Initial supplies of any vaccine for the novel coronavirus likely will be only 10-20% of what is needed for high-priority groups such as health-care workers, forcing government officials to prioritize who should receive it first, the Wall Street Journal reported Thursday.
The U.S. Centers for Disease Control and Prevention told a committee of outside vaccine advisers last week that as few as 10 million to 20 million doses of a vaccine may be available as soon as it is approved for inoculations, the Journal said.
That’s a small fraction of the 100 million doses public health officials have estimated will be required for doctors and nurses, “essential workers” and nursing-home residents, who are considered more at risk of contracting the virus or developing a more severe case of COVID-19 than the general public.
“Given the initial anticipated supply, not all groups that are deemed a priority will be able to be vaccinated at once,” CDC medical officer Dr. Sarah Mbaeyi said during the presentation.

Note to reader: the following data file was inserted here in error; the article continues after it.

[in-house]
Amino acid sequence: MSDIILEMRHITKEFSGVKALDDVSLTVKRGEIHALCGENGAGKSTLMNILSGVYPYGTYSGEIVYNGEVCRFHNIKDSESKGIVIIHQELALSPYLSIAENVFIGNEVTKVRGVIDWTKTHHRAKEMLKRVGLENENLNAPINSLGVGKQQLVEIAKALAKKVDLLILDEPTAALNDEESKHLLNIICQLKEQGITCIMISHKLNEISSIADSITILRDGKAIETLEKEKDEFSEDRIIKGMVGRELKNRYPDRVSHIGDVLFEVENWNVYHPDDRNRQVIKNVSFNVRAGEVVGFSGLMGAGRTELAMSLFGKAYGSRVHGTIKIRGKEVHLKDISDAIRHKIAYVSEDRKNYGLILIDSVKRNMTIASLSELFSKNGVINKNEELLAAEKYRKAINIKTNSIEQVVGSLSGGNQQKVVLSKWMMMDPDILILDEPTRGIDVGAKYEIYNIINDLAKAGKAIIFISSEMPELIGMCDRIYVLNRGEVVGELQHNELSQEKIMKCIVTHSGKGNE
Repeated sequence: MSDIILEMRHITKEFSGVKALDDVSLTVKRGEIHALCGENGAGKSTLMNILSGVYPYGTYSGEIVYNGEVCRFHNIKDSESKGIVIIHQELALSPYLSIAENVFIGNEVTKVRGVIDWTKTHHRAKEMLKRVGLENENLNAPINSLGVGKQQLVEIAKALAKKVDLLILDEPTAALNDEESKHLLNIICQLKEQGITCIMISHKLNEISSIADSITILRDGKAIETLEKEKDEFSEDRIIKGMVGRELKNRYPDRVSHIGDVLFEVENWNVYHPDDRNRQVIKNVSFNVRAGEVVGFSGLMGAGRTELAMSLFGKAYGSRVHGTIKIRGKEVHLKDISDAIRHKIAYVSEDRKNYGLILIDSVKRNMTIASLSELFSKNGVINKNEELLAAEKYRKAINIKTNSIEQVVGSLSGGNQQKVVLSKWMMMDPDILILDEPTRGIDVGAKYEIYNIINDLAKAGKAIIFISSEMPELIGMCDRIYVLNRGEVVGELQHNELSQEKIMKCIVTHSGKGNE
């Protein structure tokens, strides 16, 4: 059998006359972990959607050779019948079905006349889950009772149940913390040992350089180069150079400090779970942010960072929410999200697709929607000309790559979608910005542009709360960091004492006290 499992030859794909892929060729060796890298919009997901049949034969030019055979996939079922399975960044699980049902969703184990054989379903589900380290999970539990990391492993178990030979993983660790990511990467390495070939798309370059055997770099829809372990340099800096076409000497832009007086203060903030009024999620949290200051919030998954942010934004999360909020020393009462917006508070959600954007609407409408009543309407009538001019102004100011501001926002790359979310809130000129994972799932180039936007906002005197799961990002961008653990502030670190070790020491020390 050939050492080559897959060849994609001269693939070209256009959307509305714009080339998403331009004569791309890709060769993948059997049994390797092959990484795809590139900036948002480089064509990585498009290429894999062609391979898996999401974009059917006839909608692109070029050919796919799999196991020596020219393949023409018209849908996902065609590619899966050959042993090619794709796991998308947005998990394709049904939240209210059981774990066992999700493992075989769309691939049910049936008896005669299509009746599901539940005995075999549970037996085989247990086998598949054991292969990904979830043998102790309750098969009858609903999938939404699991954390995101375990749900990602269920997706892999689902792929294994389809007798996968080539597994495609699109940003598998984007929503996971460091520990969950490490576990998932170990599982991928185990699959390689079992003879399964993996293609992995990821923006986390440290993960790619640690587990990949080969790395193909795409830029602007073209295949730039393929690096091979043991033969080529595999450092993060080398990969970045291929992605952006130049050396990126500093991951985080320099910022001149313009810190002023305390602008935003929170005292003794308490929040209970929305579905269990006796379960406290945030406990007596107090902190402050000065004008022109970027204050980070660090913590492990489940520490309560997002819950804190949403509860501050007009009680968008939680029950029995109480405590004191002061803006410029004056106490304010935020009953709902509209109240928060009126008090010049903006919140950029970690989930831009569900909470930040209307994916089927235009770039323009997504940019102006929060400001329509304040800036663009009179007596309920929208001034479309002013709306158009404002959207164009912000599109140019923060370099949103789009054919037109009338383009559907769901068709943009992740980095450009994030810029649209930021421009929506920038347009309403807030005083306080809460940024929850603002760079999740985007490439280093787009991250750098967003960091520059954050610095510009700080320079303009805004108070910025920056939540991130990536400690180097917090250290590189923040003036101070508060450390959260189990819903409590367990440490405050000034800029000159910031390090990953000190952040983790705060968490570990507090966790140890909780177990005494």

The Journal quoted anonymous officials as saying that its possible that emergency room and intensive care unit medical personnel would be deemed most important since other health-care workers would have less interaction with the sickest patients.
Although no vaccine has been approved, three companies already are conducting large-scale clinical trials of potential inoculations, with any of one of them ready by as early as October.
Moderna said that if its drug is approved, it could produce millions of doses later this year and 1 billion next year. Pfizer said it has plans to produce 100 million doses by the end of this year and 1.3 billion by the end of 2021.
AstraZeneca, which has received $1.2 billion in federal funding, has promised to produce as least 300 million doses by the end of the year with initial supplies as soon as October.
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